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Artistic appreciation from Northleaze School

With the help of LANCE Trustees, and eco-curriculum expert Tom Walmsley, the pupils at Northleaze established their own mini-meadow in April last year - and have been expanding the spaces for wildlife in their school grounds ever since.

Inspiration from a bigger meadow

On a grey day in July, members of Northleaze School Eco Council met up with teachers, teaching assistants, two willing parents and a couple of trustees from LANCE. Their goal was to walk from the school to Lark Meadow and, along the way, to see how many butterflies could be seen.

Without sunshine and with a chill breeze, there weren't many butterflies on the wing. But the walk along the tree-lined Ashton Brook and over farmland gave us plenty of opportunity to talk about the importance of wildlife corridors and conservation headlands. Words that can sound dry and divorced from reality but spring into life when seen, heard, and felt in the landscape.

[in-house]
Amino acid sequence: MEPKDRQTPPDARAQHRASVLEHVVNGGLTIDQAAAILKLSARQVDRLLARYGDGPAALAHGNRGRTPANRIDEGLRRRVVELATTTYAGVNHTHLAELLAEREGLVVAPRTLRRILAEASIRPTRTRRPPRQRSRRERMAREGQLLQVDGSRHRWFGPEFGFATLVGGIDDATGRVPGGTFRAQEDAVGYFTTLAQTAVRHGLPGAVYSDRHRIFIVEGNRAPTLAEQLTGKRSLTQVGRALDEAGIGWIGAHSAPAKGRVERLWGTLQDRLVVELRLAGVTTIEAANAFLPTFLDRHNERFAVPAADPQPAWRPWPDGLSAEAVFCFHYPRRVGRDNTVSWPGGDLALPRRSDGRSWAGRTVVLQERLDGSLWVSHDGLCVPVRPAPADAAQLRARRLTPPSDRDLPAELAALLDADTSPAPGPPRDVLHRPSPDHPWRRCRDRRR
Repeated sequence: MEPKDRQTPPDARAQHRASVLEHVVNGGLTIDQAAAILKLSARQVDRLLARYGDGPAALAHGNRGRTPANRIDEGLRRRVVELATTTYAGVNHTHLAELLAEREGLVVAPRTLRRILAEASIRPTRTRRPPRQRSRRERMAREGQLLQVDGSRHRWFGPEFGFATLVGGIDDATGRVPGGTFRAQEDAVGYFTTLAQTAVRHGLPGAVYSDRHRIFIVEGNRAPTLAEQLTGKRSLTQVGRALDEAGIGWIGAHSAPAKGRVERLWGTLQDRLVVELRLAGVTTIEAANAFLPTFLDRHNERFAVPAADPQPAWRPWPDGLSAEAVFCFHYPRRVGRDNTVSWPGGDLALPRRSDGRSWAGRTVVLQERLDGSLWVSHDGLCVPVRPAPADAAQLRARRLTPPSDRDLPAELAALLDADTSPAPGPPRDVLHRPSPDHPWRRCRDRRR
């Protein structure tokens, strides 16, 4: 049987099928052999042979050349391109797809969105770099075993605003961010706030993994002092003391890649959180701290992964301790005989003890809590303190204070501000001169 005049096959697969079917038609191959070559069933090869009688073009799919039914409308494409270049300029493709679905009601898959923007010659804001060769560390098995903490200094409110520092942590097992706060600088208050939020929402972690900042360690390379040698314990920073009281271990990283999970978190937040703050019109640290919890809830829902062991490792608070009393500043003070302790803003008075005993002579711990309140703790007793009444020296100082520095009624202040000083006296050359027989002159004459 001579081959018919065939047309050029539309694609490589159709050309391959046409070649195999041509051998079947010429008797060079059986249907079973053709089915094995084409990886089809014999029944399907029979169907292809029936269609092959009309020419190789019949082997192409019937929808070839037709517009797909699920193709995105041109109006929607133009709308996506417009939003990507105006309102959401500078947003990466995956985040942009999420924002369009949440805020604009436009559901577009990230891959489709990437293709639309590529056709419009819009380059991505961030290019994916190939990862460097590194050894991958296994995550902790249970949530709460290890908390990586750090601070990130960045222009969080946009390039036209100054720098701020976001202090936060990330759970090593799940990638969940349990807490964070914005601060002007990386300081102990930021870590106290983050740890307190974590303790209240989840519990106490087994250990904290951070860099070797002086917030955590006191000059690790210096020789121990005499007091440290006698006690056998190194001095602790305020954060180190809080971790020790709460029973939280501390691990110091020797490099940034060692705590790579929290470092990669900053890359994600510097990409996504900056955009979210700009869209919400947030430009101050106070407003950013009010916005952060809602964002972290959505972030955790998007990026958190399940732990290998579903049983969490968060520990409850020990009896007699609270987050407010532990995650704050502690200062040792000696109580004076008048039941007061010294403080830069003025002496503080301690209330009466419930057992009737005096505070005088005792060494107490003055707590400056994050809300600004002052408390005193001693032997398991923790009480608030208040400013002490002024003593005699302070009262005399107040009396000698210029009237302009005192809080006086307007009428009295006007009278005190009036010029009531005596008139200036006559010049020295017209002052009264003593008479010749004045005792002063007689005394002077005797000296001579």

Wildlife corridors and conservation headlands

After all, birds and butterflies can't exist in island refuges. They need corridors to travel from one place to another. And, like a house, corridors need to lead somewhere. In a house, there are rooms. Outside, there have to be similar places - conservation headlands - rooms within which there are enough space for populations to breed, increase, and move on.

The official term for all this is Nature Recovery Networks. So, not only did the Eco Council discover a local wildlife corridor, conservation headland, and how their own meadow fits into the local network, but a sneaky blackberry or two might also have gone down well!

Inspired by their visit, we were delighted that the school's Eco-Council wanted to contribute some hand-made artwork to adorn the fence to Lark Meadow.

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